Building from Zero
“The way to get started is to quit talking/planning and actually begin doing.”
Hey everyone👋, welcome to the 40th newsletter post.
Imagine if you had a map of how to build a startup from zero, how to get customers, raise funding and make it something with people you’ve never worked before.
Wouldn’t it be much easier than sleepless nights, unexpected failures, learning dozens of new skills, making countless decisions and fear of running out of money? As a founder, you’ll always face new challenges every time you try to build something because people, ideas, time and situations will all keep changing.
“The way to get started is to quit talking & planning and actually begin doing.”
It’s easy to get caught up in a false sense of planning and preparation which gradually becomes procrastination. We obsess over perfect plans rather than taking action. It’s good to have some planning to keep everything on track and know what to do next but it should be a faster process → build-measure-learn loop.
And to be in the loop requires to keep it minimum and actionable. The faster you’re able to execute, learn and revise, the better to keep the momentum going. Over the years I’ve built my own system and principles that help me take action and execute faster.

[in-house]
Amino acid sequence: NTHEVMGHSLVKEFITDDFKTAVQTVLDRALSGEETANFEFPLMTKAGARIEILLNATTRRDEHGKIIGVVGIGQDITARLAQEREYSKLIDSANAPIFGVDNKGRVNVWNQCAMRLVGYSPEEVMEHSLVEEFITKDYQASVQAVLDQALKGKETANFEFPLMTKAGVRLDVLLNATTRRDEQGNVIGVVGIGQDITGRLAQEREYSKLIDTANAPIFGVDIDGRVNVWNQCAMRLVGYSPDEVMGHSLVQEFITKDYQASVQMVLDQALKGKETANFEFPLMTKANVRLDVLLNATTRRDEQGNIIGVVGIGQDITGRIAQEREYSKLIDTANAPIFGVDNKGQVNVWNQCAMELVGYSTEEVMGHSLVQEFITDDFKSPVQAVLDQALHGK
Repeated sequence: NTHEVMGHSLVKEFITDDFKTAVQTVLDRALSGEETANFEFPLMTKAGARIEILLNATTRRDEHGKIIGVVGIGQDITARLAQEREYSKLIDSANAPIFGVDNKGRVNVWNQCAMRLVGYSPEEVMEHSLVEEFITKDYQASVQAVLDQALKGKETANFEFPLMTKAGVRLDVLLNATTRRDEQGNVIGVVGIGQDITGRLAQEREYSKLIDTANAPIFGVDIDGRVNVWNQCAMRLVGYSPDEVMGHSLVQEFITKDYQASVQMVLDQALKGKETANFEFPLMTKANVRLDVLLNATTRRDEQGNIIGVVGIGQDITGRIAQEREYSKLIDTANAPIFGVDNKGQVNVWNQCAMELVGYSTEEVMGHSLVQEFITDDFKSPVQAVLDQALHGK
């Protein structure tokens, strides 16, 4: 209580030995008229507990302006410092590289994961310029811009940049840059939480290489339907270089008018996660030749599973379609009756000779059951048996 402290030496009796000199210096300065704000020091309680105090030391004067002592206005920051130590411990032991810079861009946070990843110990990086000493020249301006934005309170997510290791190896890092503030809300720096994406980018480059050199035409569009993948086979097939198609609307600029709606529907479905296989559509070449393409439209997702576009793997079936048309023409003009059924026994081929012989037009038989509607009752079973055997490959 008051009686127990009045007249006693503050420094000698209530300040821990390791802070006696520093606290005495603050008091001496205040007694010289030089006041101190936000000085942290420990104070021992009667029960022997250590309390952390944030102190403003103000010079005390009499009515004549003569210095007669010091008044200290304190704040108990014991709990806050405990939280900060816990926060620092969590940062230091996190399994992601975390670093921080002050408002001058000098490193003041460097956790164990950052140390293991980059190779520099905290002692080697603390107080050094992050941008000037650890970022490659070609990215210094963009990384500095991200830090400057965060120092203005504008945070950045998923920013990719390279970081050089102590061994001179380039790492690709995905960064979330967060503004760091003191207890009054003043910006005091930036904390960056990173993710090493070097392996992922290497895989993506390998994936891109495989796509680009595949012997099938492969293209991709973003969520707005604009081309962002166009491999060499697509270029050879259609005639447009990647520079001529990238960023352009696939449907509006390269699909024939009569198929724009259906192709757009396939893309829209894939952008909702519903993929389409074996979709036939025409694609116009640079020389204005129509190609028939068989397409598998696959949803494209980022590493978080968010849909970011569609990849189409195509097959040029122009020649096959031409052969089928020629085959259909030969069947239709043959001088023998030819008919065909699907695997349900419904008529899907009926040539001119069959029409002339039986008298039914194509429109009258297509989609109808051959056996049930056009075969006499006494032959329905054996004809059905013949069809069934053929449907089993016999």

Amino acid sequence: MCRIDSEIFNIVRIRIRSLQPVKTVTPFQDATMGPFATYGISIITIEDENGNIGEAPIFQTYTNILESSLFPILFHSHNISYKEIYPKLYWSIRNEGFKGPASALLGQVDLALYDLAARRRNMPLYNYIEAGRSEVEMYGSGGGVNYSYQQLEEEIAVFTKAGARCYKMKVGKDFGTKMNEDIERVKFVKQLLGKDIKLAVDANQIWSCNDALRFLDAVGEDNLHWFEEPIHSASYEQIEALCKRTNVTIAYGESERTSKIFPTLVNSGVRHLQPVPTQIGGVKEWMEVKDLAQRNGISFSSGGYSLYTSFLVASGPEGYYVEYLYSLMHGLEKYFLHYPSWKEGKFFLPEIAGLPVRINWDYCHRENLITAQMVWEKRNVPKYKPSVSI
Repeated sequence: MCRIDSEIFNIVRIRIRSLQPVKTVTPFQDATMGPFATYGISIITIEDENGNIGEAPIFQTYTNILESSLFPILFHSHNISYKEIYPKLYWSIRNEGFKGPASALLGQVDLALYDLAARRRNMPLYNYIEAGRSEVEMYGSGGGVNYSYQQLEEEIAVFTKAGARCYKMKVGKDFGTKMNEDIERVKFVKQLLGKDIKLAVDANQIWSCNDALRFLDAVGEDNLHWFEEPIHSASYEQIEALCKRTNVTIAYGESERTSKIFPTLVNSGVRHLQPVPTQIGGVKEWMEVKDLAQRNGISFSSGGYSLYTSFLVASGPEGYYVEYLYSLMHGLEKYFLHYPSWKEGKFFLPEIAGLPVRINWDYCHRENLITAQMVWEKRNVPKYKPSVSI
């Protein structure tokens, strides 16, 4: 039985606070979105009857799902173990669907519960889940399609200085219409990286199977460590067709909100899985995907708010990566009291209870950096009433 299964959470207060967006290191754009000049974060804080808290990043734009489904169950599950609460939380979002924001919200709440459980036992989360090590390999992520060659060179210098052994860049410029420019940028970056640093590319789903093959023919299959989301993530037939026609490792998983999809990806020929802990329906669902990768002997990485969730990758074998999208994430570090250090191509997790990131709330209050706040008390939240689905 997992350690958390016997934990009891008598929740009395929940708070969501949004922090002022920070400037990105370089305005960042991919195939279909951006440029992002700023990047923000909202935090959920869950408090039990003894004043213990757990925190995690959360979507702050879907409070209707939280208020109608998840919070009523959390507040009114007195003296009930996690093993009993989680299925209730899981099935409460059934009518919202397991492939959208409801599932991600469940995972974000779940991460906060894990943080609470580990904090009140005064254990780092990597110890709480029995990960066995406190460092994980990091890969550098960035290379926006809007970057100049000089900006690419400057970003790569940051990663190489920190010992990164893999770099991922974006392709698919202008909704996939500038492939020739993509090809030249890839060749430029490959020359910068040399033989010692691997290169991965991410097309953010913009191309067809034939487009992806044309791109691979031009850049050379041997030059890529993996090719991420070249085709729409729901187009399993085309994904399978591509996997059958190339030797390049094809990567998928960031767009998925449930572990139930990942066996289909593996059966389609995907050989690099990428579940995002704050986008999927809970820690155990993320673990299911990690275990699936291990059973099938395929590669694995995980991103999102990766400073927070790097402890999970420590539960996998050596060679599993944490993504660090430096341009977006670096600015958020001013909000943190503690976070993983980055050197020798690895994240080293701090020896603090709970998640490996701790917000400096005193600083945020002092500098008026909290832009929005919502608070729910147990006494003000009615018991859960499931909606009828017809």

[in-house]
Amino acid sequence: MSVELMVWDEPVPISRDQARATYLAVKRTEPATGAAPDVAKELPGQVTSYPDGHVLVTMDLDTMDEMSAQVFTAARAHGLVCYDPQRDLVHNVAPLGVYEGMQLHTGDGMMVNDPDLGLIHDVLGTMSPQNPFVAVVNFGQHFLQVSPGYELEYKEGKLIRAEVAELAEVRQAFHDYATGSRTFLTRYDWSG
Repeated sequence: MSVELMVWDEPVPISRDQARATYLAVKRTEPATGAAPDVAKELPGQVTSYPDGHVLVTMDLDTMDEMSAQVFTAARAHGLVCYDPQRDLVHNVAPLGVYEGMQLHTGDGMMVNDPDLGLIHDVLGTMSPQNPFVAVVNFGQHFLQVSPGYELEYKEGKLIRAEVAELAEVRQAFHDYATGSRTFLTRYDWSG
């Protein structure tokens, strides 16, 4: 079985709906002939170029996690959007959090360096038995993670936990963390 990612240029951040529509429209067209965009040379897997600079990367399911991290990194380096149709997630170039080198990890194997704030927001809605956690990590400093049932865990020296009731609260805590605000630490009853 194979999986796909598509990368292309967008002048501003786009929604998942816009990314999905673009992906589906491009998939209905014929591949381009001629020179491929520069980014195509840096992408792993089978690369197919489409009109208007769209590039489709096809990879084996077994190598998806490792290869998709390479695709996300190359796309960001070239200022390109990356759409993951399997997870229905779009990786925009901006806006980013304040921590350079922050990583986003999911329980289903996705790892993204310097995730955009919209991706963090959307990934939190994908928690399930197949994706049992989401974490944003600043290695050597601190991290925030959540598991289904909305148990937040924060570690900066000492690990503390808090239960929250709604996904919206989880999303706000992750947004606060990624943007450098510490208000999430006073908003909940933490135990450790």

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Define the problem
I read it somewhere, you need to have a clear written vision. Visions without defining a problem are dangerous. They are often solutions to made-up problems or, even worse, alternative realities to things that are working just fine.
Having an idea is great but take a step back to see if this is the problem you should solve. Start by:
Testing - build a prototype quickly and validate the idea. You have to be more cautious when you have competitors around. Just because you see some loopholes, doesn’t count for a new product. If your competitors haven’t added some features you see as lacking, it can be because they’ve done their research & know what the customers want.
Talk to potential customers to define the product and figure out who are you building for. When you talk to your customers you’ll be able to figure out how they view the problem and what is the one good-enough feature that can bring traction.
One thing I’ve learned while interviewing customers, even while advising founders, the worst thing is to talk about the solution. At first, they will get excited and even think about being paying customers and you’ll be happy to get direct validation but it will look like a sales pitch. Rather, you should talk about the problem, go unscripted and keep the conversation going, and let the potential customer talk about the problem.
Many times I’ve concluded the way I was solving the problem doesn’t fit with the customer. Once I was advising a founder who was building a community product where members rather than having a conversation through text, engage with voice notes. The aim was to help them build network and confidence.